After my father finished his schooling he found work in a small town close to the farm. Because of his increased income we were able to move to town and live in a rented house close to his parents’ home. For as long as I remember I my father’s parents treated my mother like trash. They always felt that my father married beneath his social class. So because we moved so close to them the disrespect they dished out to mother became a daily ritual. I now realize that the stress of this problem led to my parents yelling, fighting and violent behaviors that ruled our house. I was only five so this is the first house that I really remember from my childhood. The strongest memories I have from that time is the way my sister would grab me and run with me to the next door neighbor’s house when my parents would start their yelling and hurting each other. The neighbor man was a police office in our town and he would take us into his house, clam us down and then go over to stop my parents from beating each other up.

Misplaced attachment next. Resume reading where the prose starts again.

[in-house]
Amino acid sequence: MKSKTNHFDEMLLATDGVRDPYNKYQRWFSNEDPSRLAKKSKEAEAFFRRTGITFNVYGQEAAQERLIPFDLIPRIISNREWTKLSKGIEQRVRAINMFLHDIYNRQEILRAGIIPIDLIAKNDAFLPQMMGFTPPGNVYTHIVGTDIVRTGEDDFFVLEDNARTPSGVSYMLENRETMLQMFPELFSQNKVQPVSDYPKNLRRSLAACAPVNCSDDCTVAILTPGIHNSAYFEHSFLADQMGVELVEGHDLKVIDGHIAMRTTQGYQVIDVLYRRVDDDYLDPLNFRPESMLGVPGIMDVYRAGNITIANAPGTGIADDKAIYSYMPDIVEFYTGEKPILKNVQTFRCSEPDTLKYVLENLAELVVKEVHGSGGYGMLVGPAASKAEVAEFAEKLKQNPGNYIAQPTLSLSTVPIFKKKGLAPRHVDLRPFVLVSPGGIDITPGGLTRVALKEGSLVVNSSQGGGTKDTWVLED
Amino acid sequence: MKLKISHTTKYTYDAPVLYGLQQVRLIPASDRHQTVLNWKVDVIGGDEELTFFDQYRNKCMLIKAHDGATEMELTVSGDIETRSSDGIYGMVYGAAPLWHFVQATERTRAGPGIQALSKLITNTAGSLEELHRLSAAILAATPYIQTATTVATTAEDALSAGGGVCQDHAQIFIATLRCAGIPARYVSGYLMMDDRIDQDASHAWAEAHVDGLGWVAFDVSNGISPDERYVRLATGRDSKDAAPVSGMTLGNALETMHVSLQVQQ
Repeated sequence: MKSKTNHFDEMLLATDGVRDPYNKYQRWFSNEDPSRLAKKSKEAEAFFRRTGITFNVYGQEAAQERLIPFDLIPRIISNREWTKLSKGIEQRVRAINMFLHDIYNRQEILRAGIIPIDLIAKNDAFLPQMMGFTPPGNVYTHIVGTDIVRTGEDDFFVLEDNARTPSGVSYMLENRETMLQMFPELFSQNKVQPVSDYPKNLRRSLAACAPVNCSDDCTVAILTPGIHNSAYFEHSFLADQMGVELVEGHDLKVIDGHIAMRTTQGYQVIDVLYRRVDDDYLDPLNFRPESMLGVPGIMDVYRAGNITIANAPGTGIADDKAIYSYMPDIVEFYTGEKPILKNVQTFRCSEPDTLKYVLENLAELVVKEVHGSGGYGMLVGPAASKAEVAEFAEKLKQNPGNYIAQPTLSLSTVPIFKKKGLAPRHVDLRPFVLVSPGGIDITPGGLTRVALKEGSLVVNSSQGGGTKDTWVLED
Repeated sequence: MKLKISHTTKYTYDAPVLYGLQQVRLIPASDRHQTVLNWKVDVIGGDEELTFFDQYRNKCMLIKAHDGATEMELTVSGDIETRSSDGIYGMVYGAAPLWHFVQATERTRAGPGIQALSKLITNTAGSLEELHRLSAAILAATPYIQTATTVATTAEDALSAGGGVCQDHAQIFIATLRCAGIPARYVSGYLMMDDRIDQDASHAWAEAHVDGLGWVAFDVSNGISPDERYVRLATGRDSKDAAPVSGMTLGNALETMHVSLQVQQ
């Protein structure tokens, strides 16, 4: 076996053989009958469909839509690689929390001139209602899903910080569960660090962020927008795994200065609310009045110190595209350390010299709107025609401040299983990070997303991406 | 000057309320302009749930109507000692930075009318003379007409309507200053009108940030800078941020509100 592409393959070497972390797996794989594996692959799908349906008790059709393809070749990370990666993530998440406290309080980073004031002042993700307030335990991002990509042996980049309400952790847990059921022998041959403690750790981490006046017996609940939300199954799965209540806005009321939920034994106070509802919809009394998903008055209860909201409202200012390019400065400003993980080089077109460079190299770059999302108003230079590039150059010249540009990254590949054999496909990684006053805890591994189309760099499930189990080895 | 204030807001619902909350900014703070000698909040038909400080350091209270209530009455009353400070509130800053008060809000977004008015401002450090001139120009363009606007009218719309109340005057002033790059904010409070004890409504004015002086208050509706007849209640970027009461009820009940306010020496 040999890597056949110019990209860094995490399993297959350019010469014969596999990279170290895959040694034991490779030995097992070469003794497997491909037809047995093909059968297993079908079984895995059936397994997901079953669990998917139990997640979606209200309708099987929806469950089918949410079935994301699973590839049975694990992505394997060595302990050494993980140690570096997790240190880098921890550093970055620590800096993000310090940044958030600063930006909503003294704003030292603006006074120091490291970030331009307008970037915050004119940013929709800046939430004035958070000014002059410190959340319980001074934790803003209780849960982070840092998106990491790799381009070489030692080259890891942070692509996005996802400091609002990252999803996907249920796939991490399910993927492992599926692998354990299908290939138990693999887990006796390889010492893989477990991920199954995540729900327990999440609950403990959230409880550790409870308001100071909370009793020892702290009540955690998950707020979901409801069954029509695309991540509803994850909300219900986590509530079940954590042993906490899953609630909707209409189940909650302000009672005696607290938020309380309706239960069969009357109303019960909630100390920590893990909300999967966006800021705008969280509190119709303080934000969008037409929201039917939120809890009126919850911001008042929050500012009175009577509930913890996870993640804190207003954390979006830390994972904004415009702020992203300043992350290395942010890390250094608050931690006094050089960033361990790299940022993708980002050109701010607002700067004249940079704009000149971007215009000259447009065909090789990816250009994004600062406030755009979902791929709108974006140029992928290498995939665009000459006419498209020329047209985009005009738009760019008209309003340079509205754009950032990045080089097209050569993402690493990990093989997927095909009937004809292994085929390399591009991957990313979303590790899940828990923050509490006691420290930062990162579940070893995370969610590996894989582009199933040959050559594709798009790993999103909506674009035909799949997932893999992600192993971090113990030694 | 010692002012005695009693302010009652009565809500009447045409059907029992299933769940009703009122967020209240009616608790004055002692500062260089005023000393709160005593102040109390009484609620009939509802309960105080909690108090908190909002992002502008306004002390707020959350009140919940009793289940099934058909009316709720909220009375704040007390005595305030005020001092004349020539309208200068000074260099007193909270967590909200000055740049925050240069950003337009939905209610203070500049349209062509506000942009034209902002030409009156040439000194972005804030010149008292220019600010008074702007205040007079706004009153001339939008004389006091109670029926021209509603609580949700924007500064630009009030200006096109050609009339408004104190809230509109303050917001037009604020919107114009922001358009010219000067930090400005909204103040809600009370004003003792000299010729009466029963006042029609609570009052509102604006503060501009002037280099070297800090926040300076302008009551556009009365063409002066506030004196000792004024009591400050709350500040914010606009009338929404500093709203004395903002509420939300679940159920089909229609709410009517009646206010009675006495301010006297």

No one ever pressed charges; my dad never left the house. My mother would laugh it off it was like they were trapped in a vicious cycle that could not be broken. Later we would go home and pretend that everything was ok even though every dish in the house was laying shatter and broken on the floor. Society told us it was ok, because this kind of behavior was going on all around us and no one said it was wrong or bad it was just the way things were. When I married the first time I found myself in the same cycle of domestic violence that I had witnessed my whole childhood. But I did not leave or ask for help because I had learned that this was how a family operated. The small town I lived in until I was seven had no cultural diversity everyone I met or knew was white, protestant, traditional people. When I was going into the second grade my father got a job in the city so we moved from the small town to the big city. I still remember my first day in second grade the class was about 70 % African American, 5% Latino, and 25% white.